Now that the federal government has reopened, at least for another three weeks, the question on a lot of minds is, “What now?” As this column noted last week in suggesting that the end was near, nobody wins from a government shutdown, but somebody usually loses. Democrats should refrain from spiking the football in the end zone—they didn’t win, though President Trump surely lost, and he didn’t do congressional Republicans any favors in the process. But you have to say that Speaker Nancy Pelosi dispelled any doubts about her ability to lead House Democrats.
In the raft of new polls out, the most interesting question was in the Jan. 20-22 Fox News poll, which asked, “How many paychecks do you think you could miss before you wouldn’t be able to pay your bills?” Twenty percent of the registered voters sampled replied none, and 18 percent answered just one missed paycheck. Another 16 percent said two checks would put them under, meaning that 54 percent of voters are within two paychecks of severe financial stress.
Both parties had real image problems to begin with. As the Jan. 20-23 NBC News/Wall Street Journal poll pointed out, while the GOP's rating is 34 percent positive, 43 percent negative, the Democratic Party's is 35 percent positive, 40 percent negative. While the next election isn’t tomorrow, both parties have real strategic and messaging challenges.
For Democrats in safe states and districts, they can say or do pretty much whatever they want and probably keep their seats, though they might be mindful that what they say or do spills out into other states and districts, making the lives of some of their colleagues in more challenging areas a lot harder—particularly the 40 Democrats now representing districts that were in Republican hands last month. (Not every Democrat has the luxury of representing a district that Hillary Clinton won with 77 percent, as a certain very well-known 29-year-old New Yorker does.)
Someone doesn’t have to be a racist, nativist, or nationalist to believe that there ought to be meaningful borders. A smart approach for Democrats would be to say again and again, “This was never about whether to have border security. We never favored open borders or hanging a sign out on the Mexican (or Canadian) border saying, ‘Y'all Come!’ It was about having effective and efficient border security. In some places, a wall makes a lot of sense. In other places, a fence would be preferable; in still other places, electronic surveillance or drones. In some mountainous or other rather inhospitable areas with tough terrain, maybe nothing different needs to happen.”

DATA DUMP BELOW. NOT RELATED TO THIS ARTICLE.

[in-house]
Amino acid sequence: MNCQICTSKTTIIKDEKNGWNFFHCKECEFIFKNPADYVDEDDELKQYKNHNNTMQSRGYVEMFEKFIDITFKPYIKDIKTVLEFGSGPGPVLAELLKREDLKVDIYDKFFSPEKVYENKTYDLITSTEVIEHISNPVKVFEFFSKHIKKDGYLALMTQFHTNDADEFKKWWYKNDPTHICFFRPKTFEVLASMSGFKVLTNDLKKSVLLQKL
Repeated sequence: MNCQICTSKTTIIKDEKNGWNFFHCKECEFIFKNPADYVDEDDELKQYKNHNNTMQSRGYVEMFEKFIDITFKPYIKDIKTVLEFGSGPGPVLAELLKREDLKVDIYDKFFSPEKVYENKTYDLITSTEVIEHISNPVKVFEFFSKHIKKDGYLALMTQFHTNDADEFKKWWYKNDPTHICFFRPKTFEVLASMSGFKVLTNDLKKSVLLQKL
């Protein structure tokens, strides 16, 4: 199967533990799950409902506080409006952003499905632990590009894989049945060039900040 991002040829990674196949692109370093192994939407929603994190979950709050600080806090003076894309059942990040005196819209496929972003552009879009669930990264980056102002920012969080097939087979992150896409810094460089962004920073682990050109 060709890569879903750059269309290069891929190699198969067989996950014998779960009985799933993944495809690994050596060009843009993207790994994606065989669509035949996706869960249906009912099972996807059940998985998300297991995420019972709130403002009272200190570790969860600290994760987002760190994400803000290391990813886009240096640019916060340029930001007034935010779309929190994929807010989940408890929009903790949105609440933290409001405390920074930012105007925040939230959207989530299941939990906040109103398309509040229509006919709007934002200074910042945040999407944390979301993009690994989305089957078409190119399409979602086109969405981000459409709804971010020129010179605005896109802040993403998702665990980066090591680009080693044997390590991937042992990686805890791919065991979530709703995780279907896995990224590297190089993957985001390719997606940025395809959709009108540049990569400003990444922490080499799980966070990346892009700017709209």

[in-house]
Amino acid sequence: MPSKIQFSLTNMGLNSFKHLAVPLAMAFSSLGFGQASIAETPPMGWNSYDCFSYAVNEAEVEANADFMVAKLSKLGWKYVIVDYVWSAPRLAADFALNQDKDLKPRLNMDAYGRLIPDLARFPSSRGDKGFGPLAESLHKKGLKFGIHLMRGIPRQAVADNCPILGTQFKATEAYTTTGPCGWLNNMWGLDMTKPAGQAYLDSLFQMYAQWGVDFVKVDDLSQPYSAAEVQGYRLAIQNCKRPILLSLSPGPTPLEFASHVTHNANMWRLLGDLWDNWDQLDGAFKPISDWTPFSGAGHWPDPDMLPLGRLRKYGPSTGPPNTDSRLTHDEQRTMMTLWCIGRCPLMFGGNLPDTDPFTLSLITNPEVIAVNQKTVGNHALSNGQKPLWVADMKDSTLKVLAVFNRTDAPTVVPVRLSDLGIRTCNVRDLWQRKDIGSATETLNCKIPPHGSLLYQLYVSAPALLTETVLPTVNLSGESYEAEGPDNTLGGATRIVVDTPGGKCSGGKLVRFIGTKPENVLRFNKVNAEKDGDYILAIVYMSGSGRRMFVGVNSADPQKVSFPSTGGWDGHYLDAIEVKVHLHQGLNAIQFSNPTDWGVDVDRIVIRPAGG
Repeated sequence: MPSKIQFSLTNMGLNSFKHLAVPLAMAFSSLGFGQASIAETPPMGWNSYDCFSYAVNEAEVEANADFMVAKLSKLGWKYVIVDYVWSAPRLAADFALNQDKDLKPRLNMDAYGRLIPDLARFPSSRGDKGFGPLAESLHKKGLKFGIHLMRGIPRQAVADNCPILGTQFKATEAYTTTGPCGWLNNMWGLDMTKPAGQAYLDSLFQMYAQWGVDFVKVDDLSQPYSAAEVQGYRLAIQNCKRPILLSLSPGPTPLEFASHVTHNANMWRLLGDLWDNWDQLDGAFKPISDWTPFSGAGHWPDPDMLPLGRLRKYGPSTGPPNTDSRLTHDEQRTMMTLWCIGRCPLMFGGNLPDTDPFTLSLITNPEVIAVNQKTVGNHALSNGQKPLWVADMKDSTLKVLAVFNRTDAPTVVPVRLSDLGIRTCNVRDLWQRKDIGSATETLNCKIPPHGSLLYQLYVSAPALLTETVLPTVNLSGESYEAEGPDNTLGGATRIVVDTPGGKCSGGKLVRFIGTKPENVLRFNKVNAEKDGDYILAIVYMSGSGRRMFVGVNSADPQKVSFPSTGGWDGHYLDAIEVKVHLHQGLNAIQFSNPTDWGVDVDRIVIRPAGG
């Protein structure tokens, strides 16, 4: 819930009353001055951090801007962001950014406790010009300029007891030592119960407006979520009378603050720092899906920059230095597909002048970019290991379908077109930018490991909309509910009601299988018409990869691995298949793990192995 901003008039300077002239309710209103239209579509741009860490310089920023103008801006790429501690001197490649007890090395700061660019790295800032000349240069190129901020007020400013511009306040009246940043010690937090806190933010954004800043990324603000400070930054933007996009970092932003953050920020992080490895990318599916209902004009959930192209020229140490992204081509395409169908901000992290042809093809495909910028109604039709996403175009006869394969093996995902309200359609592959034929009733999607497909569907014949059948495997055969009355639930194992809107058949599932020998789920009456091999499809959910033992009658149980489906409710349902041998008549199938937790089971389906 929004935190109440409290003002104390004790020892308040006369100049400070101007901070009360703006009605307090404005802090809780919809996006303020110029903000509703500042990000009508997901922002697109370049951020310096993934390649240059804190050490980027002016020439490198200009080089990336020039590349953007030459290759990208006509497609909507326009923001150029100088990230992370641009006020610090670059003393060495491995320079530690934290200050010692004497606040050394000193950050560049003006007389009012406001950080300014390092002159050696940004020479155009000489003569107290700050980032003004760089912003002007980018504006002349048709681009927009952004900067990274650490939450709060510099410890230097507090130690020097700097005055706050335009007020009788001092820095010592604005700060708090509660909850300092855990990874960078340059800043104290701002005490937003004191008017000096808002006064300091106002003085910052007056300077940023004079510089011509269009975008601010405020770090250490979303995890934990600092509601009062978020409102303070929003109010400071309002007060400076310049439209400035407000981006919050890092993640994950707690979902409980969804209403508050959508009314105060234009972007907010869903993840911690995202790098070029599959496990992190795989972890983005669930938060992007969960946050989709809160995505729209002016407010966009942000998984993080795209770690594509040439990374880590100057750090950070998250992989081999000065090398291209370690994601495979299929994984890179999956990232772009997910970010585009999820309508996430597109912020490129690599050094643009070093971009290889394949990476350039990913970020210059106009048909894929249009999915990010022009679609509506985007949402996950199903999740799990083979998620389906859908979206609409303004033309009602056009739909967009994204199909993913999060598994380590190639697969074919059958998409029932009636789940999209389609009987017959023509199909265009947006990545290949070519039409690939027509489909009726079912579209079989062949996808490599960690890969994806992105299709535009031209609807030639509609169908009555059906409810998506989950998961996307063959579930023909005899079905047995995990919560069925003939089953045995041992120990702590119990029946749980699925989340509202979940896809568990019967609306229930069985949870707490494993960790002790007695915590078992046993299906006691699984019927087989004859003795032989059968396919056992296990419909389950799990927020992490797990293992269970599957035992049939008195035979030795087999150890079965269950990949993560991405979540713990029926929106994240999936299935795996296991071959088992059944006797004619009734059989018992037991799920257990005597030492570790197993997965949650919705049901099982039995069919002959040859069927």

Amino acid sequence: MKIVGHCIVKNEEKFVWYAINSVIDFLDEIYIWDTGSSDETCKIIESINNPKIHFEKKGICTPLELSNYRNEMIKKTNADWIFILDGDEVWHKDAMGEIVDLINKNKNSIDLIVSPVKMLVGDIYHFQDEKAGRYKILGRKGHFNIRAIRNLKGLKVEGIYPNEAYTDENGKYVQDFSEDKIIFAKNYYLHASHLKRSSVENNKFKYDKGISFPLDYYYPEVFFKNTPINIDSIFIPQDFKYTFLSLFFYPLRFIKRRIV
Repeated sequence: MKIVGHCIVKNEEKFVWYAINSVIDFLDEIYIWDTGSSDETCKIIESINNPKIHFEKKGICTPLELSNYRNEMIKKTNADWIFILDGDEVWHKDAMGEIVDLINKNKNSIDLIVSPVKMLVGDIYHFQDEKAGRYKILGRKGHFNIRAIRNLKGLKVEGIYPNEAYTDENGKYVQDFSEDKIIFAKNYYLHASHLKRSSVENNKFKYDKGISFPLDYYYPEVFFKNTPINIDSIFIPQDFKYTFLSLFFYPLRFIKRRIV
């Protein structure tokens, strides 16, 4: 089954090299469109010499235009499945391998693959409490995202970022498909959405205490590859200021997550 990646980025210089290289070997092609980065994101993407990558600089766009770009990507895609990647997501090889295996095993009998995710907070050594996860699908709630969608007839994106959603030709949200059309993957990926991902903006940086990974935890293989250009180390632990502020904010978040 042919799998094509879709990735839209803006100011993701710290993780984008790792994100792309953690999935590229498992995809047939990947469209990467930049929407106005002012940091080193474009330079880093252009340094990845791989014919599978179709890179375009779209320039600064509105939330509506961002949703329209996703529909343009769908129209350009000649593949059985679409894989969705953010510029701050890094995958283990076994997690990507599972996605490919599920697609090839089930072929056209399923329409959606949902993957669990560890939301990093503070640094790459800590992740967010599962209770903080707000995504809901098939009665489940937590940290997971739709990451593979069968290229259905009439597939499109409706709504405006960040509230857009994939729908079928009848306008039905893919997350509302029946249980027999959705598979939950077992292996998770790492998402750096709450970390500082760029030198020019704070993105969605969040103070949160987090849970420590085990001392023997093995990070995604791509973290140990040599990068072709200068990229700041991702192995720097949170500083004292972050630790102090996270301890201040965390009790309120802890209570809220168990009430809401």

Republicans face a more problematic challenge: how to create some distance between themselves and an unpopular president without alienating his very loyal base. One of the findings in the new NBC/WSJ poll was that among Republicans and those independents who lean Republican, 51 percent consider themselves to be more of a supporter of Trump, 38 percent more of a supporter of the Republican Party. While Trump does have an impressive job-approval rating of 86 percent among Republicans (just 13 percent disapprove), among independents his approval rating is just 39 percent (with 53 percent disapproving), meaning that in swing districts and states, particularly suburbs, blind loyalty to Trump can be a real problem. Ponder Trump’s 33-percent-approval, 65-percent-disapproval numbers among white women who are college graduates; not long ago, they were part of the GOP base.
Republicans ought to take a page from President Clinton’s 1995 and 1996 playbook. Democrats suffered devastating losses in the 1994 election, including losing their 40-year majority in the House, as well as the Senate, where they had been in charge for 34 of the preceding 40 years. Clinton could ill afford to alienate his base, but he needed to expand far beyond that base in order to get reelected two years later. Using his now-famous triangulation strategy, creating roughly equal distance from Democrats and Republicans on Capitol Hill, Clinton was able to thread the political needle and was reelected with points to spare.
As with Democrats, congressional Republicans in safe seats can do or say whatever they want, keeping in mind that they can complicate matters for their colleagues in more competitive jurisdictions. But for those in swing states and districts, the best strategy is to associate themselves with some of the more popular policies of the Trump administration while keeping a distance from his style and language. That balancing act is a challenge, but far preferable to either staying in bed with him or cutting and running. Sometimes both walking and chewing gum are required. Many Senate Republicans and a few dozen House Republicans have done this for some time; their party would have been better off in November had more taken this course.